I’ve found the best way to do this is to improvise your Agile teaching nuggets during regular meetings such as planning, backlog grooming, and retrospectives.

You will know what you’re doing; others will hopefully just think you’re enthusiastic about Agile.

Send out an ‘Agile Weekly digest.’

This is a great way to share the knowledge about Agile views without spending a penny or taking up much of your precious time.

There are thousands of Agile blogs out there which are available FREE. So let’s use them.

What’s an Agile weekly digest?

It’s a weekly email that contains a link to a blog post – Simple.

If you’re enthusiastic about Agile, you probably have signed up to lots of blogs and read posts regularly.

All you have to do is send out a link to the articles you’ve read. How easy is that?

It’s good because they get seven days to read the article before receiving the next.

People are always keen to learn more but may not take the step to go out and find their learnings, so give them a weekly nudge.

But at the same time, as the saying goes… “You can lead a horse to water, but you can´t make him drink.”

That’s why this technique will help you identify who is with you on the Agile transition and who isn’t that bothered.

Here’s a sample email that I sent out to a team when I very first started an Agile weekly digest. 

Click here to view the Agile weekly digest email

Hold monthly ‘Are we happy?’ meetings

I once read this in a book and thought it sounded great. The idea is that you hold a ‘Happy’ meeting that addresses three questions…

  • What made you happy this week?
  • What made you unhappy this week?
  • What can be done that will make you happier?

This is also a possible opportunity to make your retrospectives a bit more fun. But could be done separately to the standard ceremonies.

You won’t believe some of the funny things that can come out. Also, some team members only want a small thing to happen to make them happier for the next few weeks.

So remember, a happy team is a productive team!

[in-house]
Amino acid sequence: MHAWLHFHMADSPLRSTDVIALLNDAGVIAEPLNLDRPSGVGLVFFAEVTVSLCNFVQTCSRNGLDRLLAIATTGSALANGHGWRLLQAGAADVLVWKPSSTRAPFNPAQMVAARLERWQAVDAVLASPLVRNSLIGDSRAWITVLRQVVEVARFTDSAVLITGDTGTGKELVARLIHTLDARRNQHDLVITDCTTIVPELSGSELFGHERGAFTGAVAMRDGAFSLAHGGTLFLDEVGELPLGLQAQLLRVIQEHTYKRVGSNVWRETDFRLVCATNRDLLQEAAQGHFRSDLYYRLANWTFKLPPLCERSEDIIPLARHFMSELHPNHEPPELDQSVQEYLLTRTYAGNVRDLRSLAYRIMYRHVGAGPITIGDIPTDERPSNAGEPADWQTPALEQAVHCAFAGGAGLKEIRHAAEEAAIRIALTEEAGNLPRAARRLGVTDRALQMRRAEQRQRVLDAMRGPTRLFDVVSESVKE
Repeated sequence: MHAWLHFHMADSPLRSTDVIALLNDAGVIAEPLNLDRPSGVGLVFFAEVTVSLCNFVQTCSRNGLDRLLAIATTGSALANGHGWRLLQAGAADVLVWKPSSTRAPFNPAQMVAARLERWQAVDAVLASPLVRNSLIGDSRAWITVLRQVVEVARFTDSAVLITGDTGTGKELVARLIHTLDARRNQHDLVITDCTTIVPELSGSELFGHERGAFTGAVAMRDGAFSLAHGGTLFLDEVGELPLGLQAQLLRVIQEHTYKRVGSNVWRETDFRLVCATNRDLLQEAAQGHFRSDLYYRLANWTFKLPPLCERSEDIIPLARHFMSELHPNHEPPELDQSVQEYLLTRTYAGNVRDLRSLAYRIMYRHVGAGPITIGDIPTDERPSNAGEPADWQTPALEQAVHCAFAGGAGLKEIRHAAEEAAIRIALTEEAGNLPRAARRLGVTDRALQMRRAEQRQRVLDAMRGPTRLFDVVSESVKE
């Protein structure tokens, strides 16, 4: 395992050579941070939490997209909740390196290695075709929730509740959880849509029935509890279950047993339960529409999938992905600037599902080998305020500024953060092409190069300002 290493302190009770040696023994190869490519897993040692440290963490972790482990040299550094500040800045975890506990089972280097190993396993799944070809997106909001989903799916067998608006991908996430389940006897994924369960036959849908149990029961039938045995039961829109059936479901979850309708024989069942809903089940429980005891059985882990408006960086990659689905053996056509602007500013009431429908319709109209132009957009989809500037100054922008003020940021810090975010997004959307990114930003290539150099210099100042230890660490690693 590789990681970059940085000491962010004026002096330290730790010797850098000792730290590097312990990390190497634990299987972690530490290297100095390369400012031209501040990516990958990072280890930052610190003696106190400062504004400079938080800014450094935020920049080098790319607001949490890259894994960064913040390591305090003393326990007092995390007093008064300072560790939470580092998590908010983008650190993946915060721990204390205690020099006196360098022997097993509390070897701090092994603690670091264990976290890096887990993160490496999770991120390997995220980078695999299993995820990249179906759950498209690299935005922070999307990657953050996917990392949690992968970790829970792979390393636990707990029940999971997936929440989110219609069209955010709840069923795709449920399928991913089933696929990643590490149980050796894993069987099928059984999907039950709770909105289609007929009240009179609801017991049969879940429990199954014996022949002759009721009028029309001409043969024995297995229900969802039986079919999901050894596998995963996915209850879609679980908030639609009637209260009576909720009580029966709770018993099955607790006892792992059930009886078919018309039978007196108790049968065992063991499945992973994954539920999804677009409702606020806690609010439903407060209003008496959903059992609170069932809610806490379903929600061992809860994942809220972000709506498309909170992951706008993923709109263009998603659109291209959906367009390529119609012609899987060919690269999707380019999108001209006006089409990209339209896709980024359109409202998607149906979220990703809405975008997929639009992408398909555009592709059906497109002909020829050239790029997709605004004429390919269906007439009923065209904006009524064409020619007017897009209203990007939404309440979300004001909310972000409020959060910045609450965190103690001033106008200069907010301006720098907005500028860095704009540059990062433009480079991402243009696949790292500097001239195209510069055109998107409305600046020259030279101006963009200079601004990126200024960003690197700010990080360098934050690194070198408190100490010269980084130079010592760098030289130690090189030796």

Hold monthly Agile Innovation meetings

More often than not, we find that the Product Owner or Business Analyst is coming up with ideas and the team is asking questions – that’s good. But to me, Agile is about everyone coming up with the ideas and everyone seeing them through to completion – as a team.

Discussions about innovation will transform teams from technical development workhorses to a value driven phenomenon.

This is one for the Product Owner to be involved in or even for the PO to own and facilitate.

How does it work?

You (or the PO) set up a fortnightly meeting called an ‘Innovation coffee morning’ It only needs to be 30 minutes. Schedule it in the morning so that people aren’t winding down when they arrive. And don’t forget to provide coffee – real coffee.

What’s the agenda?

The Product Owner provides 2-3 problems that the users or stakeholders are facing with their day to day tasks.

The PO will then offer up some ideas of how the team’s solution might help overcome the problems. This gets the conversation going.

Then, members of Agile Team make suggestions about what ‘blue sky’ solution ideas they have to resolve these problems. Often their technical knowledge will help to uncover ideas the PO had never thought of.

Make the meeting optional but request that a minimum of 3-4 team members attend to each one.